Prisoner of war

From Wikipedia, the free encyclopedia
Jump to: navigation, search
Soldiers from India, prisoners of Germany in World War I

A prisoner of war (short form: POW) is a fighter who has been captured by the forces of the enemy, during an armed conflict. In past centuries, prisoners had no rights. They were usually killed or forced to be slaves. [1] Nowadays prisoners of war have rights that are stated in the Geneva Conventions and other laws of war.

Rights[change | change source]

The Third Geneva Convention gives prisoners of war many different rights. Here are some examples:[2][3]

POWs have the right to get packages, like this British Red Cross parcel from World War II
  • They must be treated decently, with respect
  • They must be allowed to tell their families and the International Committee of the Red Cross that they are a POW
  • They have the right to communicate with their families, and get packages
  • They have the right to keep their clothing, eating utensils, and personal things
  • They must be given adequate food, clothing, housing, and medical attention
  • If their captors make them work, POWs must be paid for the work they do
  • If they are going to be charged with a crime, they must be given a trial

If they are very sick or hurt, prisoners of war have the right to be let go. After a war ends, all POWs must be let go quickly.[2]

Prisoners of war also have the right NOT to:[2][3]

  • Give their captors any information, except for their name, age, rank, and service number (a military identification number)
  • Have their money or valuable things stolen
  • Do forced labor, military work, or work that is dangerous, unhealthy, or degrading

Not every prisoner gets these rights[change | change source]

Not all people who are caught while fighting wars are "prisoners of war." The Third Geneva Convention has a strict definition of what a prisoner of war is. For example, it says that to be "prisoners of war," soldiers MUST:[2]

  • Wear uniforms or marks on their clothes to make it clear they are soldiers
  • Have some sign (like a flag) that shows they are soldiers from a distance
  • Carry their weapons out in the open, where they can be seen
  • Follow the laws of war
Because they are not POWs under the Geneva Conventions, inmates at Guantánamo Bay have not gotten the rights POWs would

According to the Geneva Conventions, if soldiers do not meet these requirements, they are not "prisoners of war." They are "unlawful combatants" (which means "people who fight in ways that are against the law). This means they do NOT have the rights that are listed in the Geneva Conventions.[2]

This caused controversy in the early 21st century. For example, in June 2002, the United States was fighting the War in Afghanistan. The Secretary of Defense, Donald Rumsfeld, announced that the people the U.S. had captured were "unlawful combatants [who] do not have any rights under the Geneva Convention[s]."[4] The U.S. said these people were unlawful combatants, not prisoners of war, because:[4]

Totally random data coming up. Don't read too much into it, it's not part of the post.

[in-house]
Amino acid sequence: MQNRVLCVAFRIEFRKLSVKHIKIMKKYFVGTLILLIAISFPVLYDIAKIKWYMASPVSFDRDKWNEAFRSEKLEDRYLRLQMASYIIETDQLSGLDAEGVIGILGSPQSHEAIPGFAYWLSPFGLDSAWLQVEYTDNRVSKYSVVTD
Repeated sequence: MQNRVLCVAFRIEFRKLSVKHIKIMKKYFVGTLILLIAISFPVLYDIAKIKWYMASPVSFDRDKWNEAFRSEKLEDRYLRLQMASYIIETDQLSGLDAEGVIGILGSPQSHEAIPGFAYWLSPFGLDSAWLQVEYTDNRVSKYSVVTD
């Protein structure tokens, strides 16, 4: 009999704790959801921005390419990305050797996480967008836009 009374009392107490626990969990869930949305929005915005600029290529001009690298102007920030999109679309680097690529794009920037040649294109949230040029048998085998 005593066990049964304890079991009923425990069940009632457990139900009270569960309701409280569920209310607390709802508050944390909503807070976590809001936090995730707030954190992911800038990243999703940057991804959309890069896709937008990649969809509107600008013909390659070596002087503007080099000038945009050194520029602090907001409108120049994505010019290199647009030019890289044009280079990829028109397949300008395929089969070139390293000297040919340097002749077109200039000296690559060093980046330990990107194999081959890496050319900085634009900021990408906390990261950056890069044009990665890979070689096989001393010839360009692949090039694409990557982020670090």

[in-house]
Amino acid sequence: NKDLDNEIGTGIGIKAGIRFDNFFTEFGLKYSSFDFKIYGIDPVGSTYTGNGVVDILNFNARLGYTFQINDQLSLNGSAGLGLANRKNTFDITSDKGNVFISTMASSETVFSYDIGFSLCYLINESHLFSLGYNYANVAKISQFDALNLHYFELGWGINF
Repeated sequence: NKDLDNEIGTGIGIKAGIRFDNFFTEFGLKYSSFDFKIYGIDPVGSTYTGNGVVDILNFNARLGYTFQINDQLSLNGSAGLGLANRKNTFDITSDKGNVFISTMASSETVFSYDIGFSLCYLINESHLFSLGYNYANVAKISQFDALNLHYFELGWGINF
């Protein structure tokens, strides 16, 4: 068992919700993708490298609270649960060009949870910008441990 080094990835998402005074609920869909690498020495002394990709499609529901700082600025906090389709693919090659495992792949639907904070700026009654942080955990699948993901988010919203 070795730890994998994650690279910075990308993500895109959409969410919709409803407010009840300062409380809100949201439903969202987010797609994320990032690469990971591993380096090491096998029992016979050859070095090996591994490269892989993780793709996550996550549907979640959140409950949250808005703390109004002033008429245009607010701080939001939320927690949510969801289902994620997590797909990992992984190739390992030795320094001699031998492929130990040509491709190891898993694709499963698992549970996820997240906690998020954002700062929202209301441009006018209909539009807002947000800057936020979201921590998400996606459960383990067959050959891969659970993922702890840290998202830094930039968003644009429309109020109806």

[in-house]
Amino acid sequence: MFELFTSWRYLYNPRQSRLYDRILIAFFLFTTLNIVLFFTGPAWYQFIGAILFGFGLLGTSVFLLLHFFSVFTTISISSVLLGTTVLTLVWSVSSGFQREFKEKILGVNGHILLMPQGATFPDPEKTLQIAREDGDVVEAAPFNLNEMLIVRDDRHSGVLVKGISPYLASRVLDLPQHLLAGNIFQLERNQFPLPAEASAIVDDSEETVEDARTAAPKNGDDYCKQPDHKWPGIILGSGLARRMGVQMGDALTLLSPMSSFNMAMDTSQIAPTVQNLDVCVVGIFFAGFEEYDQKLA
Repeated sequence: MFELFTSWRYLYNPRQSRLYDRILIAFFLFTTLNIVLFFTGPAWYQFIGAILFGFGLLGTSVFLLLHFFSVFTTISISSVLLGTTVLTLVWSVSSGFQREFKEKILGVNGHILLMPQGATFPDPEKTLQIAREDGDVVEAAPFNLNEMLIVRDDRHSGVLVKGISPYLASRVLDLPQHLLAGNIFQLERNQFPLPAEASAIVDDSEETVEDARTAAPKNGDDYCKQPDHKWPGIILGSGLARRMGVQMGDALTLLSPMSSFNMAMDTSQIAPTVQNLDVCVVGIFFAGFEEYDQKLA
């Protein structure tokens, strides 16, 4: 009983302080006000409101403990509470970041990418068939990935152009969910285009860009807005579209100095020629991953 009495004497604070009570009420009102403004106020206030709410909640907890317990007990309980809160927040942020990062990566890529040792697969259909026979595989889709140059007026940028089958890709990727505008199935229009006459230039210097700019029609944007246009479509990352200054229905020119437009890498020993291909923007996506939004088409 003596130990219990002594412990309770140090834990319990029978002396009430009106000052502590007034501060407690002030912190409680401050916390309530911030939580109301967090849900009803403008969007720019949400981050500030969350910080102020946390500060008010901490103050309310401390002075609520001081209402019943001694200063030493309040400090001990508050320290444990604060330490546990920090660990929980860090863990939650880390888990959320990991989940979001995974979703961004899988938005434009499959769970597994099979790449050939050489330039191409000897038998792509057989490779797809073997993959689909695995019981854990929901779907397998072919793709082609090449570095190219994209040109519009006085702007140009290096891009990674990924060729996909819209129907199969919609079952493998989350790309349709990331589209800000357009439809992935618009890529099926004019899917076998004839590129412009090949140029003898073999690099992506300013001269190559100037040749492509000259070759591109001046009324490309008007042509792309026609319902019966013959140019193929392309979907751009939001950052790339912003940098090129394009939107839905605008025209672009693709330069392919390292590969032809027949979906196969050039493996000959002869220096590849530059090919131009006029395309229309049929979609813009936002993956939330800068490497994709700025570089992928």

• They did not wear clothing that made them look any different than regular civilians
  • They did not organize themselves into groups with a chain of command
  • They did not follow the laws of war (because they gave support to Al-Qaeda, a terrorist organization)

The U.S. brought some of these people to a prison in Guantánamo Bay. Because they were enemy combatants, the inmates at Guantánamo did not get the rights that the Geneva Conventions give to prisoners of war.[5]

War crimes against prisoners of war[change | change source]

When a country, or a group of people, does not give prisoners of war their rights, they are committing a war crime. However, punishing those war crimes has not always been easy.

Punishing crimes[change | change source]

A group of some 25 naked, severely malnutritioned Soviet prisoners of war standing in three rows against a wooden wall.
The Nuremberg Trials punished Nazis for starving, torturing, and murdering many Soviet POWs, like these, in concentration camps

The Geneva Convention lists the rights that prisoners of war have. However, there is nothing in the Geneva Convention that says how people should be punished when they do not give prisoners of war these rights.[2]

In the past, when a country broke the Geneva Convention by not giving prisoners of war their rights, many different things might happen. For example, after World War II ended, the countries that won the war set up military tribunals called the Nuremberg Trials and the Tokyo Trials. At these trials, military leaders from Nazi Germany and the Empire of Japan were tried for crimes against prisoners of war (and many other things). Many of them were convicted and sentenced to death or to life in prison.[6]